My Chiropractor told me that barometric pain is very real and there is a simple explanation for it. Usually, when a storm front is coming the barometric pressure drops rapidly. The fluid inside the joints are still at a relatively high pressure and the vastly unequal pressure within and without the body results in that unmistakable pain. People with joint damage, arthritis, scar tissue from broken bones and torn muscles, plus those with inflammatory conditions are very prone to the pain caused by rapid changes in barometric pressure.
A year or so ago I was at work when I was struck with unusually intense pain. A co-worker saw my grimace and asked what was wrong. I told her I was hurting worse than usual and had a feeling a big storm was on the way. She laughed at me and told me to look at the sky; it was blue and clear. Less than twenty minutes later the sky suddenly turned black and within a couple of more minutes we were in the midst of a downpour with violent lightening. This gal kept pointing at me and telling how I predicted the storm when there wasn't a cloud in the sky.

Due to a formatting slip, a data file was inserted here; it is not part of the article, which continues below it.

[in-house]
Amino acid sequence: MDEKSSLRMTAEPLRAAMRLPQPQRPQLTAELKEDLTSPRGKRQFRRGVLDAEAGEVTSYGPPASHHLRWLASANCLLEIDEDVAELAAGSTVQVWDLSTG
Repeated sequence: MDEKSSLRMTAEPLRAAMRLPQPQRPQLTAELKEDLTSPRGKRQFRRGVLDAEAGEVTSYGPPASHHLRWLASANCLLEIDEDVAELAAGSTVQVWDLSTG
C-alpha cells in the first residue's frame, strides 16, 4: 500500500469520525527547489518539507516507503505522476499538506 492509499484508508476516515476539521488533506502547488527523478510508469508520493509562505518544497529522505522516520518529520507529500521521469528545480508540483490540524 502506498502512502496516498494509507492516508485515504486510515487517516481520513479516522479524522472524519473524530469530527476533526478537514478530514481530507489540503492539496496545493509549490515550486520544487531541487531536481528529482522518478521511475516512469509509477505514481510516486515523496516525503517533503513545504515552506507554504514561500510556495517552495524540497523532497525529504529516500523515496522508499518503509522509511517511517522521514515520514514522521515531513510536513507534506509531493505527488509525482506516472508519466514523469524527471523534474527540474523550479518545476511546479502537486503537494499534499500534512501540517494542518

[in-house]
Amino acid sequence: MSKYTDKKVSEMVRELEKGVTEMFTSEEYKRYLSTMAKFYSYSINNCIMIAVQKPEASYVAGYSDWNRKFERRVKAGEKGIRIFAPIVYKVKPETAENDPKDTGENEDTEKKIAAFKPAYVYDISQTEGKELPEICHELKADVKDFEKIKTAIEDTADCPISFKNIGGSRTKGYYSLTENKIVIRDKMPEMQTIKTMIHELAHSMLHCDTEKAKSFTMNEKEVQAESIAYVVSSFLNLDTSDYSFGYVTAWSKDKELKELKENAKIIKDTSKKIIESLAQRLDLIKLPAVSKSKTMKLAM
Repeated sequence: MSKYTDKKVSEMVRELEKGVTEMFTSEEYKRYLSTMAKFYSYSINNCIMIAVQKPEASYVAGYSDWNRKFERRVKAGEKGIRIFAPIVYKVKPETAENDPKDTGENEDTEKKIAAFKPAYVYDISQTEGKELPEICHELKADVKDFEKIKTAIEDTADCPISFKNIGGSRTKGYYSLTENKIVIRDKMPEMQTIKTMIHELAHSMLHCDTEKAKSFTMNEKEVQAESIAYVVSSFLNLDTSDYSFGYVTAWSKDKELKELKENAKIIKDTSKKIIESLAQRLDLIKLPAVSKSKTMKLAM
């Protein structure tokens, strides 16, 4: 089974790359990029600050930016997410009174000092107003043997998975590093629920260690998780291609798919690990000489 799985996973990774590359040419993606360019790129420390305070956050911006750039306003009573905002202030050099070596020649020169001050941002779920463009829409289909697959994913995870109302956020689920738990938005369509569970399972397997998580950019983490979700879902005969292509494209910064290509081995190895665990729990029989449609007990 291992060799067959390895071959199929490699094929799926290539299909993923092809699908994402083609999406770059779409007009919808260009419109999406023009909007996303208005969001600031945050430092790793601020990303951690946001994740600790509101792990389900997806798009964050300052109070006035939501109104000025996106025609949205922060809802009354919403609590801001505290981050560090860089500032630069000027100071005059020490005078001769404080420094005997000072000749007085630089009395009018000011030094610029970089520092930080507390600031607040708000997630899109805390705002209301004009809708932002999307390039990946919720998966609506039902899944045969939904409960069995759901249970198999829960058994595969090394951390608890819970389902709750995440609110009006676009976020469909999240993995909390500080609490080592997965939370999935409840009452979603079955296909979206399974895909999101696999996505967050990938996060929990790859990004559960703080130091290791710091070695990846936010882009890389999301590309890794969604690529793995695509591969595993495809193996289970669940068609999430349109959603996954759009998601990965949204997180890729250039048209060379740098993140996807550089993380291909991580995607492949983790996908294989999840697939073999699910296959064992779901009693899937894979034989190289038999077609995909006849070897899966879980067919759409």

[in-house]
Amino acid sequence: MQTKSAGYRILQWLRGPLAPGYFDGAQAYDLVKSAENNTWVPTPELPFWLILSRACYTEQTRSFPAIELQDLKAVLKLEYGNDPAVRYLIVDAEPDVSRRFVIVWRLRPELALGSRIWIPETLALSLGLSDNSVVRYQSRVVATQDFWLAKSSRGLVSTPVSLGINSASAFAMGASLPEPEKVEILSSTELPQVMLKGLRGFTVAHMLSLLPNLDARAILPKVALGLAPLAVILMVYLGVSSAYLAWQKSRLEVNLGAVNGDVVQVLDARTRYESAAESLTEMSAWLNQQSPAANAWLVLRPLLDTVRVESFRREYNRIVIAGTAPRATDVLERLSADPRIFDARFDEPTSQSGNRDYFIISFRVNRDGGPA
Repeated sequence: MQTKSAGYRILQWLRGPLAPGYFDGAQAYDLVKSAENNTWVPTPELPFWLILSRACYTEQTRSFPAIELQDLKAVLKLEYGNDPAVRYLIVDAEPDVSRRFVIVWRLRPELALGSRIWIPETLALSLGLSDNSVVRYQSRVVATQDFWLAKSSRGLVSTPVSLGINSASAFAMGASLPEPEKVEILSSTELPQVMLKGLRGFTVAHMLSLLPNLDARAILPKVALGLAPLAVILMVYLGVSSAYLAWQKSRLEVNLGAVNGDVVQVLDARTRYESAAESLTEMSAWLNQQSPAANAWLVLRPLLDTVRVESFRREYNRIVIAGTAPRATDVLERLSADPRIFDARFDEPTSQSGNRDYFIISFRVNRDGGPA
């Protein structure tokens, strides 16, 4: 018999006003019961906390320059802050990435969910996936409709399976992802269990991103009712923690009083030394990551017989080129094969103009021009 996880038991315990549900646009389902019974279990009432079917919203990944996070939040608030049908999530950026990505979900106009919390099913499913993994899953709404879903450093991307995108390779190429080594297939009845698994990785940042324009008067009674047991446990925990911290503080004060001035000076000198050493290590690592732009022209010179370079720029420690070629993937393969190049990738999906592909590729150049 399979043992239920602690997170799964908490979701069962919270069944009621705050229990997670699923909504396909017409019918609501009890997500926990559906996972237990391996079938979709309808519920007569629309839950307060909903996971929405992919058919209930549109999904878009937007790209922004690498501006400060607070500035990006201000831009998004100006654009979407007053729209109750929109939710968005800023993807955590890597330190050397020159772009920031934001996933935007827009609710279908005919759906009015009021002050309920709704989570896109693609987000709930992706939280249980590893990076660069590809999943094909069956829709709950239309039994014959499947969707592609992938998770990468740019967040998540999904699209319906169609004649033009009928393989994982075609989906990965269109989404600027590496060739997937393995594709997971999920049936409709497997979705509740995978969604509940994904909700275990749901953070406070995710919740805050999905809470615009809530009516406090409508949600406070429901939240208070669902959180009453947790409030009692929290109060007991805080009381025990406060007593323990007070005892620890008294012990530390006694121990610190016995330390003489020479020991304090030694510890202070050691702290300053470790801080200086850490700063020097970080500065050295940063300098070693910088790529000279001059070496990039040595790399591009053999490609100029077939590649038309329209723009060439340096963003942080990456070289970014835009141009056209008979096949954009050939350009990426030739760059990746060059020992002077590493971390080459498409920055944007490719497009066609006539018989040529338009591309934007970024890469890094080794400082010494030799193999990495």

We are expecting storms sometime after midnight, I think I'll do a salt pull before going to bed. How much time should I wait between the salt pull and bedtime?
I really appreciate your post, you may have saved me from a lot of pain and suffering tonight. (and my liver thanks you for an alternative to Aleeve :)